Book Writing Made Easy in 6 Simple Steps

by CJ McDaniel // October 23  

Before anyone starts putting pen to paper, they start thinking about the publishing process. They imagine their book on the shelves of Barnes & Noble or being selected Amazon’s top choice for the year.

It’s an amazing goal, and one most of us have had. The problem is, once they attempt to start the process, they find it’s not easy at all. In fact, writing a book is really difficult to do. It requires a lot of time, attention, and note-taking.

Can you imagine all the crazy trials J.R.R. Tolkien must’ve endured to keep the details straight? What about the amount of time it took Stephen King to write “The Stand”, “It”, or any other long classic?

The fame and the glory will only come after you finish the writing process. So, how do aspiring authors start and complete their work? Let’s take a look at 6 steps you can take to help you get it done.

1) Figure Out the Plot of Your Book

The great thing about your first draft is it doesn’t have to be good. Making it clear and concise comes later. Your first goal is to get the storytelling right. The characters and the details. What ordeal will you put them through? How will they come out on the other side?

You don’t have to have all the details mapped out either. It’s easy to have one idea in your head, but it morphs into something else as you write. Don’t make the mapping out process difficult, but offer a few ideas you hope to follow.

2) Set Goals for Completing Your Book

It’s difficult to keep pounding away without goals. Most people never finish because they just think they can squeeze in a few words here or there. That’s not commitment. Commitment is coming home from a long day at work and still putting in 1,000 words. If you desire to finish the book, schedule the days and amount of words you want to do each day.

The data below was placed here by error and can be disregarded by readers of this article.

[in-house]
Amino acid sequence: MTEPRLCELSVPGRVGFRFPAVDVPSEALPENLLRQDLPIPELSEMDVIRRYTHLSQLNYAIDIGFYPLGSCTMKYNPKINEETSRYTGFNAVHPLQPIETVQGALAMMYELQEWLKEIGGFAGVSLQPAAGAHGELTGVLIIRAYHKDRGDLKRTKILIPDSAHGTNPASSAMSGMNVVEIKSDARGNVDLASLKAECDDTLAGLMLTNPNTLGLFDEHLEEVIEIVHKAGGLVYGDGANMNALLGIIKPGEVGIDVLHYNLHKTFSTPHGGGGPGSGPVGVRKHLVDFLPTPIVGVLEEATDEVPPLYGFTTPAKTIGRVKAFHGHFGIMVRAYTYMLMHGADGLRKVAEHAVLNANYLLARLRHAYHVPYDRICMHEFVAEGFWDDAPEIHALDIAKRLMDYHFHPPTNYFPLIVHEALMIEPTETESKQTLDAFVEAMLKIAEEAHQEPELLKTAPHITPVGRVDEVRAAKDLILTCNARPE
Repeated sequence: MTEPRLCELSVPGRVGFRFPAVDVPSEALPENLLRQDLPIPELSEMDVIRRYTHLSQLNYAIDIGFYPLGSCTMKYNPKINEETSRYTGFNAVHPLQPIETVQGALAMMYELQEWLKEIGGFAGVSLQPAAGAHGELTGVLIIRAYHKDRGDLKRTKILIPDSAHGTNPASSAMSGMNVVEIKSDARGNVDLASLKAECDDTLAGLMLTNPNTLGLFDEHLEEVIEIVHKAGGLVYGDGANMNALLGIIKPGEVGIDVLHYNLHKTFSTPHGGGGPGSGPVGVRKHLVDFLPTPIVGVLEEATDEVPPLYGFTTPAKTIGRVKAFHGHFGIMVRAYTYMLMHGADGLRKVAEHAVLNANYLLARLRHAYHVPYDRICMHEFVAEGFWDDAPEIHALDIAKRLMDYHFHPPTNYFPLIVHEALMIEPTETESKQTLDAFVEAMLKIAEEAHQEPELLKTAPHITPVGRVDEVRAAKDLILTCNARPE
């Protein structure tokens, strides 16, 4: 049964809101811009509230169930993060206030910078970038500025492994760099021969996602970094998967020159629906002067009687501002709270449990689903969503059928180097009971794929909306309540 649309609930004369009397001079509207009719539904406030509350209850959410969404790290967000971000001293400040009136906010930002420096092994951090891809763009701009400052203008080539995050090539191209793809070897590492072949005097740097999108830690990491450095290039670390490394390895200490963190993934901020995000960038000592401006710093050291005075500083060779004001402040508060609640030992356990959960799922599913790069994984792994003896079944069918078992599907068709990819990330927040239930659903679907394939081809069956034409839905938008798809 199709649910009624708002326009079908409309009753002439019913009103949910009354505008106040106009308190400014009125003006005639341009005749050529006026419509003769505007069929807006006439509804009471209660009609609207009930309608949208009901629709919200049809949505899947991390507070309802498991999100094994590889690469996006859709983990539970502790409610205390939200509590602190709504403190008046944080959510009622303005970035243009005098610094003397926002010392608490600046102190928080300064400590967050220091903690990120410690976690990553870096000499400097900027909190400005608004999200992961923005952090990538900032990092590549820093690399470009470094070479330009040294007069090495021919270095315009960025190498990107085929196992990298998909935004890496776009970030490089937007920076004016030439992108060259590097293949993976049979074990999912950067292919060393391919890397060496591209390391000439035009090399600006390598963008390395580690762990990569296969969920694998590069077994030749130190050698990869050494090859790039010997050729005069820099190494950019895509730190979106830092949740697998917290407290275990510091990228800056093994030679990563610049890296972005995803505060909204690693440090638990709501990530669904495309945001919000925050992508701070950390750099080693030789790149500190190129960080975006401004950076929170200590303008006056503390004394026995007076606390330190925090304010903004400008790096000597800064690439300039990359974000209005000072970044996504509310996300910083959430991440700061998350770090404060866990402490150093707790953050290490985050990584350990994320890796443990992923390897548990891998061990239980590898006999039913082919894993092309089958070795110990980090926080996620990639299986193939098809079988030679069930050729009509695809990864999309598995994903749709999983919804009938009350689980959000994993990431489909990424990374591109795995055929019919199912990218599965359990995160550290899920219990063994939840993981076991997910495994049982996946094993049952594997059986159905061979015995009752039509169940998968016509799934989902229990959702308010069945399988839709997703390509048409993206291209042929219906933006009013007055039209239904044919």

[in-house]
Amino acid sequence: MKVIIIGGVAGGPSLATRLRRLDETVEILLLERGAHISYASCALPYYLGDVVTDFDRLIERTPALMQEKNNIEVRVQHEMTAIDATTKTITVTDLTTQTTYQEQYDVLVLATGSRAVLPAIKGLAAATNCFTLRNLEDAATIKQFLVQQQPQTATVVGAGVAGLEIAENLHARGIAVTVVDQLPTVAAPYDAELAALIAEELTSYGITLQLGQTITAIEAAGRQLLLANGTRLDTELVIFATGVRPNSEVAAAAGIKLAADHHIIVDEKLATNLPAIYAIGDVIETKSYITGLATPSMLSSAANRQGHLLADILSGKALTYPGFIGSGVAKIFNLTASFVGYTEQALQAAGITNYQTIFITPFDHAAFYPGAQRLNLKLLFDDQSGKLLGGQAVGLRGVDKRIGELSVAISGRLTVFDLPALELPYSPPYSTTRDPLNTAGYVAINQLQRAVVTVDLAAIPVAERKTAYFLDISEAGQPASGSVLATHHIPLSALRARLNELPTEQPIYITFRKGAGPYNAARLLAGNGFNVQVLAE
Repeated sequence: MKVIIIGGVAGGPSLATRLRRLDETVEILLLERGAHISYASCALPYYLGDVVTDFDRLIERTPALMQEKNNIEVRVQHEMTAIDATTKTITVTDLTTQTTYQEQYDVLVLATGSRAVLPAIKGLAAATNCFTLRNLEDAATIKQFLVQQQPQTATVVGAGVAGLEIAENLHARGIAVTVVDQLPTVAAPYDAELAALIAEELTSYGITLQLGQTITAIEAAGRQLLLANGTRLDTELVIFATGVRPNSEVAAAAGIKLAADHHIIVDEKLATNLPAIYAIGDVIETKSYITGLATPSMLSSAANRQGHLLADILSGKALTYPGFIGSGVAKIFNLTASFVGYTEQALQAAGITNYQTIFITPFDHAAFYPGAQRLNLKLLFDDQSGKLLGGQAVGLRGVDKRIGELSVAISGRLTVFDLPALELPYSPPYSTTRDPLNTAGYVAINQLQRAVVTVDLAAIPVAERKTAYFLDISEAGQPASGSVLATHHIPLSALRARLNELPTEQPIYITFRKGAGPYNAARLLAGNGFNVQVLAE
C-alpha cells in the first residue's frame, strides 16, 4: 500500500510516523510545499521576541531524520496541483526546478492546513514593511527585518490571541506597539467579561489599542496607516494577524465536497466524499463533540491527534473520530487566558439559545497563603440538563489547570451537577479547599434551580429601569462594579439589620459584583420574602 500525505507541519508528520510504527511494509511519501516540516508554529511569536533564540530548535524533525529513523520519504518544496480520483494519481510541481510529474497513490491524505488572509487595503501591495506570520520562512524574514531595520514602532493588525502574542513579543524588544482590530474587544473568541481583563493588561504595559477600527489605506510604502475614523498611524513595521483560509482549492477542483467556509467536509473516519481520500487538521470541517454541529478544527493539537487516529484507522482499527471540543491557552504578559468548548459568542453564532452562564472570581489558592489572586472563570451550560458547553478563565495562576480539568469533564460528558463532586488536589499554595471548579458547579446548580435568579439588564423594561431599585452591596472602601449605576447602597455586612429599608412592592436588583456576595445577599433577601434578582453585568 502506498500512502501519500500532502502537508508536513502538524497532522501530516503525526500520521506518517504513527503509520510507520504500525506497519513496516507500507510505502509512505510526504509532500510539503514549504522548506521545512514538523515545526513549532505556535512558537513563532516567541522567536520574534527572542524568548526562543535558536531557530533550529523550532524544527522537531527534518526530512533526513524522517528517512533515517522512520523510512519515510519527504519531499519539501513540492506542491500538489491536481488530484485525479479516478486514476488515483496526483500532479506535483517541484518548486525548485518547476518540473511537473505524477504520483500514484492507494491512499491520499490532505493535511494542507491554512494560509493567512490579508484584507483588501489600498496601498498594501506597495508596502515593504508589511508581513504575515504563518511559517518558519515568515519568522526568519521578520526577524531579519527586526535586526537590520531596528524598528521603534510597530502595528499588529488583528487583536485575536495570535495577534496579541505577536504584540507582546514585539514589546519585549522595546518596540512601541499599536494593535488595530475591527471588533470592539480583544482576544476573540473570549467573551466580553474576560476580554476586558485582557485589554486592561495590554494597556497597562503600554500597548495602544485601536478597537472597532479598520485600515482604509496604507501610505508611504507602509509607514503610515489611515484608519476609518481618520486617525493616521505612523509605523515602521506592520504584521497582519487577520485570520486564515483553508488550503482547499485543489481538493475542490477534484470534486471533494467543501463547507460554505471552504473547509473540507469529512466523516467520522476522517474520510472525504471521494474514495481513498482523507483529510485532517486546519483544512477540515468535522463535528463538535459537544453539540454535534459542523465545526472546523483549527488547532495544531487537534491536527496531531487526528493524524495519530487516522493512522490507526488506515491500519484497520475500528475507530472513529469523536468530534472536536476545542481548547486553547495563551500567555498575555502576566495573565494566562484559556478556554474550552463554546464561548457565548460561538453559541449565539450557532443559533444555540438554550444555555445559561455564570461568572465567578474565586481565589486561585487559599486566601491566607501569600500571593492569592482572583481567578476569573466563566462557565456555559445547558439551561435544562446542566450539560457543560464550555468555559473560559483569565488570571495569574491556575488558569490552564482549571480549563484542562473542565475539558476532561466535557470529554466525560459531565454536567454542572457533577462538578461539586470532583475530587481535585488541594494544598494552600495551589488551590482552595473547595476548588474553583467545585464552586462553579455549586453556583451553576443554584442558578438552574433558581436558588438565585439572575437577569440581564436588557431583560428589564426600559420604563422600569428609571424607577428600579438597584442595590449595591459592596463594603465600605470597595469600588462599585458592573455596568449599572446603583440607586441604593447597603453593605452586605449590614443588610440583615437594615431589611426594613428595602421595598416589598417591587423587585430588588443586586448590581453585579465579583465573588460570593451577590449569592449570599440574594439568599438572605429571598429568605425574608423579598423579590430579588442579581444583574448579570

3) Set Yourself Up for Success

Another important aspect of successful writing is setting yourself up in a nice, comfortable space. It’s easy to get distracted by the internet or anything else in your view. As soon as you get going, you might decide you want a glass of water. Or your stomach starts grumbling. It doesn’t take much to get you out of that seat.

The way to combat this is to prepare ahead of time. Sit where it’s comfortable. Get your food and drink ahead of time. Make sure your space is away from the TV. Shut down your internet. Turn off your phone. Do whatever it takes to make your writing time distraction free.

4) Just Write

As stated previously, you don’t have to make sure your book is perfect on your first draft. You just need to write. Get caught up in your imagination. Focus on the story and keep going. You can write a chapter and pull back to edit that chapter, but the best way is to write the whole book without stopping to edit.

Going back and forth, worried about the editing, trying to fix mistakes is only going to pull your mind away from the story.

5) Get Honest Feedback

Getting someone to read your book is the easy part. Most of us have family and friends willing to help out, but make sure they won’t just give a positive review to spare your feelings. You need brutal feedback. Being dishonest won’t help you grow as a writer or allow you to fix the problems in your work.

6) Get Ready for Rejection

Every single great author known to man was rejected at one time or another. Your work may not interest some publishers or literary agents, and that’s perfectly fine. Some of the bestselling authors out there received numerous rejections until they finally got their first book in the market.

Just remember that publishers and book stores have limited time and space. They won’t waste money marketing a book they don’t believe has the best chance of selling a ton of copies. It’s not a personal insult. Keep improving. You might even have to write two or three books until you finally get accepted.

About the Author

CJ grew up admiring books. His family owned a small bookstore throughout his early childhood, and he would spend weekends flipping through book after book, always sure to read the ones that looked the most interesting. Not much has changed since then, except now some of those interesting books he picks off the shelf were designed by his company!